Thursday, December 27, 2012

Arriving in India

I've just returned from sixteen amazing days in India.  India overloads your senses, and opens your heart to ways of seeing and being that you didn't know you were capable of.  There are no words or images that can fully describe the experience of India.  Life feels different - that may be because the drivers have you wondering whether you will make it back home, or it may be because there is color and beauty in the most unexpected places, or it could be that you don't usually life at the heightened state that life in India demands.

What really made my trip remarkable was the wonderful itinerary planned by Namaste India Tours and our wonderful driver and guide, Sanjay Kumar.  From fetching me at the airport at 2 a.m. (after waiting for two hours because my flight was late arriving), to giving wise advice for staying safe in the large cities, to educating us with the history of the places we visited and the customs of the people, to stopping the car every time he sighted a new bird or animal (I had told him my husband was a keen birder and loved wildlife), to checking that we were happy with our hotel rooms, and to furnishing a place of refuge from the crowds and the hawkers in the backseat of the wonderful old Ambassador car that was our transport, Sanjay was an amazing  host and friend to us.  I would highly recommend Namaste India Tours for their professionalism (they gave us a cellphone to use should we get lost or be uncomfortable at any time), the hotels they chose were just great (and all had flush toilets!)  In addition, the owner of the company, Jawahar Lal Rana, checked in with us four times during the trip to make sure everything was going well.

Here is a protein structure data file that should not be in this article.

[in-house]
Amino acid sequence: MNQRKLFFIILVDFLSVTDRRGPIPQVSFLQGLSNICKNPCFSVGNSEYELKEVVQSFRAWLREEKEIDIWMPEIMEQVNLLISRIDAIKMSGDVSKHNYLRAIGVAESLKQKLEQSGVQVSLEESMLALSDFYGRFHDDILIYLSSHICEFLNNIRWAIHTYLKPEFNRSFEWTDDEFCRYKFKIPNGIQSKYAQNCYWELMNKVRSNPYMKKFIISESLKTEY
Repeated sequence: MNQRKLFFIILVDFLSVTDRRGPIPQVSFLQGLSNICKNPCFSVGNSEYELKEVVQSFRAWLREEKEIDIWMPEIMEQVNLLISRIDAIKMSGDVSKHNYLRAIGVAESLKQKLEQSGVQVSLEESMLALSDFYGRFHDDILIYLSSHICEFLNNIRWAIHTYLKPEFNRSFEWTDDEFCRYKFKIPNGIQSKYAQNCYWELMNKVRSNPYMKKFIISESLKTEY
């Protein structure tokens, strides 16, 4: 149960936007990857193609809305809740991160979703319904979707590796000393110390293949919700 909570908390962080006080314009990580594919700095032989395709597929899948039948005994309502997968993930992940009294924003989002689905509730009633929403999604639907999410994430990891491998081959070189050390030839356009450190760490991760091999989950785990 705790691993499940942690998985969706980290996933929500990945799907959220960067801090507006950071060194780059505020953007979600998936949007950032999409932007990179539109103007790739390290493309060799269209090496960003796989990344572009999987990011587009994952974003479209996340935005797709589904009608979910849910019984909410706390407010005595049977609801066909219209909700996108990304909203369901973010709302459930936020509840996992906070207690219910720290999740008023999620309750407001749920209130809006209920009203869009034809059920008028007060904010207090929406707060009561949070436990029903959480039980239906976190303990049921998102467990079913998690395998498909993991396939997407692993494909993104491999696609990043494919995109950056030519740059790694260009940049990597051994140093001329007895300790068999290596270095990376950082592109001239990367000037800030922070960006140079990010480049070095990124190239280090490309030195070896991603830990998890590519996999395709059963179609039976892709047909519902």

Because of the sense of overwhelm when you arrive in India, I believe having a reliable tour operator is essential.

We traveled approximately 4,800 miles during our trip which started in New Delhi, and took us to Jhunjhunu, Bikaner, Khuri, Jaisalmer, Jodphur, Udaipur, Pushkar, Jaipur, Fatehpur Sikiri,  Agra and back to Delhi to fly home.  We experienced only a small part of India, the part known as Rajasthan or the land of the Maharajas, which is situate in the North Western part of the country (circled in white on the map below).  The ancient architecture and history of the area is rich and well worth seeing and experiencing.  Enormous forts can be found in most of the centers, and one has to marvel at how they were built so many hundreds of years ago and survive to this day.

How does one share the richness of character that is India?  It certainly can't be shared in one blog post - this is the first of many to share my trip so I can experience it again in memory.   Keith Bellows of National Geographic describes India so well in these words: "There are some parts of the world that, once visited, get into your heart and won't go.  For me, India is such a place.  When I first visited, I was stunned by the richness of the land, by its lush beauty and exotic architecture, by its ability to overload the senses with the pure, concentrated intensity of its colors, smells, tastes, and sounds ... I had been seeing the world in black and white and, when brought face-to-face with India, experienced everything re-rendered in brilliant technicolor."